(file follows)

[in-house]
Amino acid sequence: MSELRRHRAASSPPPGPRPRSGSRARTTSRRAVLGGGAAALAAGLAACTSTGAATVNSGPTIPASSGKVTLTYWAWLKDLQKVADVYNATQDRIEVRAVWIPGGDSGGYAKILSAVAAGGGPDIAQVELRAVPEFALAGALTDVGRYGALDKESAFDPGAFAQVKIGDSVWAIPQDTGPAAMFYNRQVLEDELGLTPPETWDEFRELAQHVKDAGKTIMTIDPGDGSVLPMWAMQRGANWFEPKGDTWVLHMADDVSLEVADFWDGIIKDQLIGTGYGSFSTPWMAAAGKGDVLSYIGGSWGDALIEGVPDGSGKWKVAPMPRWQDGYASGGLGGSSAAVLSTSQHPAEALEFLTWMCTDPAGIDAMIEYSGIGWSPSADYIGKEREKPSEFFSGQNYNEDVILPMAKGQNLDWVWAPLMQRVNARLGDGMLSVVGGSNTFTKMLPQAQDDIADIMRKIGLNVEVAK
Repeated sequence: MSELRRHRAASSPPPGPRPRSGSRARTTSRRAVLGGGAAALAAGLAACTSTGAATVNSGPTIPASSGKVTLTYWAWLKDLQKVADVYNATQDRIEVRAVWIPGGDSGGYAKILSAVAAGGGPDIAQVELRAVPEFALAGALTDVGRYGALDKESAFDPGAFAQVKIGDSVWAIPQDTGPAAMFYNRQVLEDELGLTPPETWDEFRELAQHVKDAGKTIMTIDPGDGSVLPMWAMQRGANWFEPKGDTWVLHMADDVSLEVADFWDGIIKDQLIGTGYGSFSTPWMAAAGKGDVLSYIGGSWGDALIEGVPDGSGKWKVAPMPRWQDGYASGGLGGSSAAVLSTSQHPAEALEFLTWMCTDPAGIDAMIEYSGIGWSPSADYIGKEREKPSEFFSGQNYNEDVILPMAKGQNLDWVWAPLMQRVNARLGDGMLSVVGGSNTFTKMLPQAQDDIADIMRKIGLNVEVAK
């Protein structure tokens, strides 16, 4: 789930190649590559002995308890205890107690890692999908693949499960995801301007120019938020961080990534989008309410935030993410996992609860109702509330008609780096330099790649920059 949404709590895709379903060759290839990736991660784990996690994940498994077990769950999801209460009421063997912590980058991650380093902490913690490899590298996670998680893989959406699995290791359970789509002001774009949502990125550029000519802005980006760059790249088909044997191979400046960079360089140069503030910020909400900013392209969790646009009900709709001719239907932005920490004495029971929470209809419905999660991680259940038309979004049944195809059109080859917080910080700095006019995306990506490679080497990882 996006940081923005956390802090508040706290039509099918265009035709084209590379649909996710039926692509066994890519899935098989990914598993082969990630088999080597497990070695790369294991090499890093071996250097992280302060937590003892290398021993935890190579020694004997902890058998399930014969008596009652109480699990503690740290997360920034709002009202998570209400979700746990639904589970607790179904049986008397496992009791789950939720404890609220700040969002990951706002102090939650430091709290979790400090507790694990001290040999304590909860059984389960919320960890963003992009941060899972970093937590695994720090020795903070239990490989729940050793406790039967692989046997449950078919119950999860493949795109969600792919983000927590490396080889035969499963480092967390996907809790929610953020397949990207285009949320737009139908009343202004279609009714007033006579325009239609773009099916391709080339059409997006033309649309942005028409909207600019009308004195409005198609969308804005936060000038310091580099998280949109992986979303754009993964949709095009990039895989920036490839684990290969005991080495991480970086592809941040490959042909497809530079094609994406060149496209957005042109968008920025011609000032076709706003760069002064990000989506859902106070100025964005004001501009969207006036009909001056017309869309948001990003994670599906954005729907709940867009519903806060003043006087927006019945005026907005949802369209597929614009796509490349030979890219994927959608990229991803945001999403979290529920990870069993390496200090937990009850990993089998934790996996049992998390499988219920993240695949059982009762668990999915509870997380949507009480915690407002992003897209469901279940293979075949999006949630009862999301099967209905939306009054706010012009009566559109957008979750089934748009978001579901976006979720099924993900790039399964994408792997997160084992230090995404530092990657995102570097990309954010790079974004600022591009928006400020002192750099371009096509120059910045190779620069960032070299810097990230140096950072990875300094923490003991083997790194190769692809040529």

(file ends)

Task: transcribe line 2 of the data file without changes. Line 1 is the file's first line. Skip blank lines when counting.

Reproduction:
Amino acid sequence: MSELRRHRAASSPPPGPRPRSGSRARTTSRRAVLGGGAAALAAGLAACTSTGAATVNSGPTIPASSGKVTLTYWAWLKDLQKVADVYNATQDRIEVRAVWIPGGDSGGYAKILSAVAAGGGPDIAQVELRAVPEFALAGALTDVGRYGALDKESAFDPGAFAQVKIGDSVWAIPQDTGPAAMFYNRQVLEDELGLTPPETWDEFRELAQHVKDAGKTIMTIDPGDGSVLPMWAMQRGANWFEPKGDTWVLHMADDVSLEVADFWDGIIKDQLIGTGYGSFSTPWMAAAGKGDVLSYIGGSWGDALIEGVPDGSGKWKVAPMPRWQDGYASGGLGGSSAAVLSTSQHPAEALEFLTWMCTDPAGIDAMIEYSGIGWSPSADYIGKEREKPSEFFSGQNYNEDVILPMAKGQNLDWVWAPLMQRVNARLGDGMLSVVGGSNTFTKMLPQAQDDIADIMRKIGLNVEVAK